‘The Future’ review

Theatre, Experimental
3 out of 5 stars
'The Future' by Little Bulb, at Battersea Arts Centre
© Adam Trigg 'The Future' by Little Bulb, at Battersea Arts Centre

Time Out says

3 out of 5 stars

A daffy, song-filled look at artificial intelligence from Little Bulb

Very smart robots are probably going to take over the world at some point, and much-loved lo-fi theatre troupe Little Bulb are doing their darnedest to make sure we’re all prepared. So they’ve interviewed artificial intelligence experts and mashed the results into ‘The Future’, a goofy, tricksy hour of philosophy, science, and space rock.

The four-strong cast come in the guise of three profs in elongated tinfoil pixie hats, and a smarmy Aussie presenter who’s persuaded them to share their wisdom at a series of flashy international conferences. This frame gets played with and dismantled like an old computer: are these scientists really who they say they are? Or are they in the pocket of Big Android?

Sometimes, it feels like the latter is true. They make the case for AI as an inevitable consequence of humans’ insatiable curiosity about the world. Yup, it’s scary, but it’s also Progress with a capital ‘P’, of the same kind that wiped out smallpox and brought us valuable innovations like toe socks and i-phones. But worrying philosophical questions dangle: can AI make a mess so big that only AI can get us out of it? Do robots have rights?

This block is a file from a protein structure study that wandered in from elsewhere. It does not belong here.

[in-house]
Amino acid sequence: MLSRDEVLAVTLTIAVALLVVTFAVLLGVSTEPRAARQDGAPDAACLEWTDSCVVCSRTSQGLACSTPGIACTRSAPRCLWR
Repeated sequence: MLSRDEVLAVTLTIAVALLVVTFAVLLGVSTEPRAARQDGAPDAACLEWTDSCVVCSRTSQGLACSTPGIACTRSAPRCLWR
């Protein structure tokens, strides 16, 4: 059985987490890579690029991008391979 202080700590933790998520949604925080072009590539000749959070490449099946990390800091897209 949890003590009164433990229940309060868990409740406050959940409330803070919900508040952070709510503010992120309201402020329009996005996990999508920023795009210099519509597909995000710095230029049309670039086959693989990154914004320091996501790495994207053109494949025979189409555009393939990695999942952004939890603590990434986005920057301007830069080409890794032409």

Melodramatic B-movie style scenes spell out some of the more dystopian possible consequences of robo-rule in hilarious style. But it‘s a show built on the expertise of AI scientists, who perhaps inevitably are broadly in favour of their android protegees. The analogies between anti-robot discrimination and slavery are misguided, and their inclusion points to this show's wider reluctance to look at the structural social problems AI could cause: in the hands of the richest, this tech could just make an unequal society even more unequal.

Little Bulb’s work so far has often been inspired by myths, folklore and the nature. It’s not that the stripped back, sciencey world of ‘The Future’ doesn’t work, exactly  it’s more that it’s missing the whimsical, prop-heavy mayhem they’re so good at creating, the sense of wonder at the world we live in.

But its squelchy electric guitar sounds and tongue-in-cheek sketches creates something different: a refreshingly accessible intro to a future we can’t afford to look away from.

By: Alice Saville



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